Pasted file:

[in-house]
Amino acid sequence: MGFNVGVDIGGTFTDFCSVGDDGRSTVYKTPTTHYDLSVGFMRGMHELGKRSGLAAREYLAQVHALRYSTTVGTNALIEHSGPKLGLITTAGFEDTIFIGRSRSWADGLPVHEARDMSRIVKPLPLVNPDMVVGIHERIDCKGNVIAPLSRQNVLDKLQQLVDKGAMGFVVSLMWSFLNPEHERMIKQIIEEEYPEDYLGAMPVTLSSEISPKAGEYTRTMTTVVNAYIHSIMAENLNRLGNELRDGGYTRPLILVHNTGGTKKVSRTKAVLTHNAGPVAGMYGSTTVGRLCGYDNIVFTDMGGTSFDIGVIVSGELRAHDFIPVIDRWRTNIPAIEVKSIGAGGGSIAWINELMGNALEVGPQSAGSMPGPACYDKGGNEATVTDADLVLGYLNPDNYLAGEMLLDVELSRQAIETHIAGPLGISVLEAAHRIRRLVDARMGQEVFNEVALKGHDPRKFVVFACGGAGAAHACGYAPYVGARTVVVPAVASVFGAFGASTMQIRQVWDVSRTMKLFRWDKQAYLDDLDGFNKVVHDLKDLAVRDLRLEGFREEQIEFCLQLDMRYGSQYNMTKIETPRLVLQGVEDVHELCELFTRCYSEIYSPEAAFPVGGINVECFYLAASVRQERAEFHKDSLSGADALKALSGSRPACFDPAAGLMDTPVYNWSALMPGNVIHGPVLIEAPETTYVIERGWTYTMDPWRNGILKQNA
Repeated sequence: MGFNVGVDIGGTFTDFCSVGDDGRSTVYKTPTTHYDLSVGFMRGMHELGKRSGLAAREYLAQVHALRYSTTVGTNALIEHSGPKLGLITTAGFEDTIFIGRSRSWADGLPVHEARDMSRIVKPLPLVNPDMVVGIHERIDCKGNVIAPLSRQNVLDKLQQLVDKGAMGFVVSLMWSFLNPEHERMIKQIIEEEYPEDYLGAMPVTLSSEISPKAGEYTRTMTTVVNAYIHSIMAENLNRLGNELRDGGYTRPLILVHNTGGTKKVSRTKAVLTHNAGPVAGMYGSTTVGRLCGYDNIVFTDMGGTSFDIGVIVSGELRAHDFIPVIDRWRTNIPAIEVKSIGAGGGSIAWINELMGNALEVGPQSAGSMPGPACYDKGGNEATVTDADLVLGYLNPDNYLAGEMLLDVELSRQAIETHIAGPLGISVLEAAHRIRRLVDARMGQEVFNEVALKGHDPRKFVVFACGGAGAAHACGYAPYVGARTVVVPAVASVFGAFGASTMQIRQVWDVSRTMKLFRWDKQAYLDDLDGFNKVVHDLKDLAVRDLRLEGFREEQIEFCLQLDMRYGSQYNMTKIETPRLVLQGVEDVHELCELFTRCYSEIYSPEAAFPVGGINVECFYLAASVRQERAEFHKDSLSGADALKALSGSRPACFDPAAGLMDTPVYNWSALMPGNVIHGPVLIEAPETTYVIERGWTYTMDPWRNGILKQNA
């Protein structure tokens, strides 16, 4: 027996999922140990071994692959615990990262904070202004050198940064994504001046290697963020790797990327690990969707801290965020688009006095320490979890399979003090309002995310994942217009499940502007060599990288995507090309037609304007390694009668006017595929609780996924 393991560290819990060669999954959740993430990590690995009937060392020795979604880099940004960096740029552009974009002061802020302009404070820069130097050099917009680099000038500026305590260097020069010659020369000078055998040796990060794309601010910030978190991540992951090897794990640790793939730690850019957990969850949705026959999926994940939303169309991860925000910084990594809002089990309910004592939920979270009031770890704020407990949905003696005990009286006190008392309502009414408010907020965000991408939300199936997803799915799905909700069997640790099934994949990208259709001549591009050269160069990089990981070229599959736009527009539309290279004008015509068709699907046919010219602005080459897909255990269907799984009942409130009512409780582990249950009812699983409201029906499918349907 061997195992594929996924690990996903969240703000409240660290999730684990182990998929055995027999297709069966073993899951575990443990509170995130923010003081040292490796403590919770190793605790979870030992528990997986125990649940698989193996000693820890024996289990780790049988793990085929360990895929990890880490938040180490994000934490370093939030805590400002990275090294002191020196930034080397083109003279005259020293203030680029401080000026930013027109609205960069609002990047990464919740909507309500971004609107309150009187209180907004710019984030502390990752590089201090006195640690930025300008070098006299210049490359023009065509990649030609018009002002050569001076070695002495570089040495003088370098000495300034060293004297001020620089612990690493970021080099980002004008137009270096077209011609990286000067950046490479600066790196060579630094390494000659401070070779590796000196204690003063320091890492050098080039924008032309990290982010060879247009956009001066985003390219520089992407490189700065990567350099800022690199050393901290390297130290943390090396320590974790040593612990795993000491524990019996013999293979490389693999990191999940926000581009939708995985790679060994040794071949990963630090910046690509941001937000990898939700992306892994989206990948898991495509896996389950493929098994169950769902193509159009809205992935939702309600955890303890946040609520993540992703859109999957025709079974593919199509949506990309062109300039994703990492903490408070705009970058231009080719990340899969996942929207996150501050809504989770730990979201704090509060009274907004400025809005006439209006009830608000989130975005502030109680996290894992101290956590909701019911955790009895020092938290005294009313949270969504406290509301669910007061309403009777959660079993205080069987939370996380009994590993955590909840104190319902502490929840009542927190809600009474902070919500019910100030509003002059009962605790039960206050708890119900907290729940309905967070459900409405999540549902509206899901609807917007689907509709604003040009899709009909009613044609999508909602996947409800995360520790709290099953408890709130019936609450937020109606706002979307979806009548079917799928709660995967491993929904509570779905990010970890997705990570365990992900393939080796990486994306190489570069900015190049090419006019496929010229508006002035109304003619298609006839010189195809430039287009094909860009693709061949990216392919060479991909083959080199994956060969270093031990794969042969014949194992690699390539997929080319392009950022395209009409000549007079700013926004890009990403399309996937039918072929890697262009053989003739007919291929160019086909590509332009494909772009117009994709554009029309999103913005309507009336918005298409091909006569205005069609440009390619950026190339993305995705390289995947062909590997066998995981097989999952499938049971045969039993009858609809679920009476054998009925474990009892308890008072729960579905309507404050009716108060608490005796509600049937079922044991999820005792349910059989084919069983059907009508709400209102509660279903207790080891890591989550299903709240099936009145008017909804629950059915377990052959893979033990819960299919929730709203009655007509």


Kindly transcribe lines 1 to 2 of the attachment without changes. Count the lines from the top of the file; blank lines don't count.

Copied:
[in-house]
Amino acid sequence: MGFNVGVDIGGTFTDFCSVGDDGRSTVYKTPTTHYDLSVGFMRGMHELGKRSGLAAREYLAQVHALRYSTTVGTNALIEHSGPKLGLITTAGFEDTIFIGRSRSWADGLPVHEARDMSRIVKPLPLVNPDMVVGIHERIDCKGNVIAPLSRQNVLDKLQQLVDKGAMGFVVSLMWSFLNPEHERMIKQIIEEEYPEDYLGAMPVTLSSEISPKAGEYTRTMTTVVNAYIHSIMAENLNRLGNELRDGGYTRPLILVHNTGGTKKVSRTKAVLTHNAGPVAGMYGSTTVGRLCGYDNIVFTDMGGTSFDIGVIVSGELRAHDFIPVIDRWRTNIPAIEVKSIGAGGGSIAWINELMGNALEVGPQSAGSMPGPACYDKGGNEATVTDADLVLGYLNPDNYLAGEMLLDVELSRQAIETHIAGPLGISVLEAAHRIRRLVDARMGQEVFNEVALKGHDPRKFVVFACGGAGAAHACGYAPYVGARTVVVPAVASVFGAFGASTMQIRQVWDVSRTMKLFRWDKQAYLDDLDGFNKVVHDLKDLAVRDLRLEGFREEQIEFCLQLDMRYGSQYNMTKIETPRLVLQGVEDVHELCELFTRCYSEIYSPEAAFPVGGINVECFYLAASVRQERAEFHKDSLSGADALKALSGSRPACFDPAAGLMDTPVYNWSALMPGNVIHGPVLIEAPETTYVIERGWTYTMDPWRNGILKQNA